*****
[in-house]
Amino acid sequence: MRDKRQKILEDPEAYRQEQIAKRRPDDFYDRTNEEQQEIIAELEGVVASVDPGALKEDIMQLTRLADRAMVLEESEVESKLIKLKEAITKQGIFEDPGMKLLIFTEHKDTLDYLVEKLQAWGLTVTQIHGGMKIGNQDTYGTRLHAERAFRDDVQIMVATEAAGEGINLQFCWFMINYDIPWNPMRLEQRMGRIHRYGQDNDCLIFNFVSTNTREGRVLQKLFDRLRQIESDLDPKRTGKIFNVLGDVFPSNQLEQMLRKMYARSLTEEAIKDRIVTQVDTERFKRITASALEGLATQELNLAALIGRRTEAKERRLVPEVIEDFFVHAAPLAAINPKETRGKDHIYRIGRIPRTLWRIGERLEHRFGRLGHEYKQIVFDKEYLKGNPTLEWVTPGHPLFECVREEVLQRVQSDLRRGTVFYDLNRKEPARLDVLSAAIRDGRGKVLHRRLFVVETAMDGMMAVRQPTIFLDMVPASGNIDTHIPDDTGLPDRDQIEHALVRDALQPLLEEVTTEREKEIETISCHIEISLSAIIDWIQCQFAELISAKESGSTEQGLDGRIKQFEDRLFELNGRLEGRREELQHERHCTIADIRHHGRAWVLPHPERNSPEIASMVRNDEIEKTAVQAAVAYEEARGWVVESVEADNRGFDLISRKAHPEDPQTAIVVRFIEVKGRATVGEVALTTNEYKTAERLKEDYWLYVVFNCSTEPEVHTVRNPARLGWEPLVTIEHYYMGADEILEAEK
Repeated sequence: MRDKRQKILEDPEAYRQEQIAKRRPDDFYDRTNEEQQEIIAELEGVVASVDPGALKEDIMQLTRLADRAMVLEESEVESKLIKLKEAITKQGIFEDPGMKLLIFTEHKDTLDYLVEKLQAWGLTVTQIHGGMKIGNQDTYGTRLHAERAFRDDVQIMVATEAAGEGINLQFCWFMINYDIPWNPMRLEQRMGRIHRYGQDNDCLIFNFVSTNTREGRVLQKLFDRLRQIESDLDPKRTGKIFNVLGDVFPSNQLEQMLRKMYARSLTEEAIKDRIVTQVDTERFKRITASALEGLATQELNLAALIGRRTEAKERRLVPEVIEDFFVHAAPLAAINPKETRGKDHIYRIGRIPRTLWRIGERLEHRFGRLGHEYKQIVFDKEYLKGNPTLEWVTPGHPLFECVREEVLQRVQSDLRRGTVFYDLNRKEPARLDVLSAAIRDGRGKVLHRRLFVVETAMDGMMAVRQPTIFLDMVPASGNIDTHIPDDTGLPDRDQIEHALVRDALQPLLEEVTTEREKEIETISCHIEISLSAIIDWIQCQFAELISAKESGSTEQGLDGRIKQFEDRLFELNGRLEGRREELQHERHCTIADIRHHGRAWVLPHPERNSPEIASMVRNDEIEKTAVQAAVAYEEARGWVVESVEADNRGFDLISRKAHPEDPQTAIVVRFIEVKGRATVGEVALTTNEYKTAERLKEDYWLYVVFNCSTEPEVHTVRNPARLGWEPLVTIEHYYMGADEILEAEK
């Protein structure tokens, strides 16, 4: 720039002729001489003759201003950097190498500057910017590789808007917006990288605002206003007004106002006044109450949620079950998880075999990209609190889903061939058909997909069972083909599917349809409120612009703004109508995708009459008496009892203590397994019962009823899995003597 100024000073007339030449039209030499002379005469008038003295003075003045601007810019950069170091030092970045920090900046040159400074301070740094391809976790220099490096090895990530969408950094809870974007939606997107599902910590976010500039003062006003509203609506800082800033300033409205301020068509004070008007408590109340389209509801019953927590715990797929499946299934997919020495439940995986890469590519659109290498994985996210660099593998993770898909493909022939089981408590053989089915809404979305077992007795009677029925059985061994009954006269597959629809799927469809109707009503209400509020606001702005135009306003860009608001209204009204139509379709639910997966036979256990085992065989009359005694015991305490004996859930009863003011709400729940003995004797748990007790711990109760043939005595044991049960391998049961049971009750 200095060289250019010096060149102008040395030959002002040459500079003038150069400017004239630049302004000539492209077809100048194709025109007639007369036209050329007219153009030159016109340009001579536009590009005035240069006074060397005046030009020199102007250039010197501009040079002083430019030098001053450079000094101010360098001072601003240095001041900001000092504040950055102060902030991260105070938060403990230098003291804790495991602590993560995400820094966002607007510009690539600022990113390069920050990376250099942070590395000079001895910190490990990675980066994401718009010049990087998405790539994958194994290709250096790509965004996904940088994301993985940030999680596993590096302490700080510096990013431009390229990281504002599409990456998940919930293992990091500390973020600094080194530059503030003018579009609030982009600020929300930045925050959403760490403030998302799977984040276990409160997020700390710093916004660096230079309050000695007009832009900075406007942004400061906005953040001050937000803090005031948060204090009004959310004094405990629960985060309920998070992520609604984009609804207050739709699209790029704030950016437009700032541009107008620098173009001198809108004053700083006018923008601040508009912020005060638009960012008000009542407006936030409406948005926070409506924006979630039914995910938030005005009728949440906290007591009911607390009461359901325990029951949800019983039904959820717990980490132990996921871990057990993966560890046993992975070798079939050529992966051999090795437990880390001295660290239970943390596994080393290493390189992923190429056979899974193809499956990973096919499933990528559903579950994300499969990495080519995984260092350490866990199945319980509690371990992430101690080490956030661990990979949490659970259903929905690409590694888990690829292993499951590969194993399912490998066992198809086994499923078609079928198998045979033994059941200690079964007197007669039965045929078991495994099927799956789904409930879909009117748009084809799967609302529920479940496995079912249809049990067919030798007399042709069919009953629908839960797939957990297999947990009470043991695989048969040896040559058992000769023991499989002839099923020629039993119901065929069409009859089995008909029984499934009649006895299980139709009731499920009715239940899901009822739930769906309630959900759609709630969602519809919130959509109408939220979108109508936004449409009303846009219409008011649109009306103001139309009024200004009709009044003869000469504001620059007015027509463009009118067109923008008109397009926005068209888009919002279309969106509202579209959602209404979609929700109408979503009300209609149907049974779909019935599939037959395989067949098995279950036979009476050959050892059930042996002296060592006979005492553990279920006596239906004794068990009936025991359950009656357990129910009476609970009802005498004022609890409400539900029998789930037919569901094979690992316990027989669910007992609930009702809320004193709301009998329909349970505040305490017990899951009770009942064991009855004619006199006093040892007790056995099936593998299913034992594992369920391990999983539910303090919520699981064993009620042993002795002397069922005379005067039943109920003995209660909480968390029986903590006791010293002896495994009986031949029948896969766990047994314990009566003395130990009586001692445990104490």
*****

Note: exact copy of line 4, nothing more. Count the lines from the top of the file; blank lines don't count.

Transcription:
């Protein structure tokens, strides 16, 4: 720039002729001489003759201003950097190498500057910017590789808007917006990288605002206003007004106002006044109450949620079950998880075999990209609190889903061939058909997909069972083909599917349809409120612009703004109508995708009459008496009892203590397994019962009823899995003597 100024000073007339030449039209030499002379005469008038003295003075003045601007810019950069170091030092970045920090900046040159400074301070740094391809976790220099490096090895990530969408950094809870974007939606997107599902910590976010500039003062006003509203609506800082800033300033409205301020068509004070008007408590109340389209509801019953927590715990797929499946299934997919020495439940995986890469590519659109290498994985996210660099593998993770898909493909022939089981408590053989089915809404979305077992007795009677029925059985061994009954006269597959629809799927469809109707009503209400509020606001702005135009306003860009608001209204009204139509379709639910997966036979256990085992065989009359005694015991305490004996859930009863003011709400729940003995004797748990007790711990109760043939005595044991049960391998049961049971009750 200095060289250019010096060149102008040395030959002002040459500079003038150069400017004239630049302004000539492209077809100048194709025109007639007369036209050329007219153009030159016109340009001579536009590009005035240069006074060397005046030009020199102007250039010197501009040079002083430019030098001053450079000094101010360098001072601003240095001041900001000092504040950055102060902030991260105070938060403990230098003291804790495991602590993560995400820094966002607007510009690539600022990113390069920050990376250099942070590395000079001895910190490990990675980066994401718009010049990087998405790539994958194994290709250096790509965004996904940088994301993985940030999680596993590096302490700080510096990013431009390229990281504002599409990456998940919930293992990091500390973020600094080194530059503030003018579009609030982009600020929300930045925050959403760490403030998302799977984040276990409160997020700390710093916004660096230079309050000695007009832009900075406007942004400061906005953040001050937000803090005031948060204090009004959310004094405990629960985060309920998070992520609604984009609804207050739709699209790029704030950016437009700032541009107008620098173009001198809108004053700083006018923008601040508009912020005060638009960012008000009542407006936030409406948005926070409506924006979630039914995910938030005005009728949440906290007591009911607390009461359901325990029951949800019983039904959820717990980490132990996921871990057990993966560890046993992975070798079939050529992966051999090795437990880390001295660290239970943390596994080393290493390189992923190429056979899974193809499956990973096919499933990528559903579950994300499969990495080519995984260092350490866990199945319980509690371990992430101690080490956030661990990979949490659970259903929905690409590694888990690829292993499951590969194993399912490998066992198809086994499923078609079928198998045979033994059941200690079964007197007669039965045929078991495994099927799956789904409930879909009117748009084809799967609302529920479940496995079912249809049990067919030798007399042709069919009953629908839960797939957990297999947990009470043991695989048969040896040559058992000769023991499989002839099923020629039993119901065929069409009859089995008909029984499934009649006895299980139709009731499920009715239940899901009822739930769906309630959900759609709630969602519809919130959509109408939220979108109508936004449409009303846009219409008011649109009306103001139309009024200004009709009044003869000469504001620059007015027509463009009118067109923008008109397009926005068209888009919002279309969106509202579209959602209404979609929700109408979503009300209609149907049974779909019935599939037959395989067949098995279950036979009476050959050892059930042996002296060592006979005492553990279920006596239906004794068990009936025991359950009656357990129910009476609970009802005498004022609890409400539900029998789930037919569901094979690992316990027989669910007992609930009702809320004193709301009998329909349970505040305490017990899951009770009942064991009855004619006199006093040892007790056995099936593998299913034992594992369920391990999983539910303090919520699981064993009620042993002795002397069922005379005067039943109920003995209660909480968390029986903590006791010293002896495994009986031949029948896969766990047994314990009566003395130990009586001692445990104490």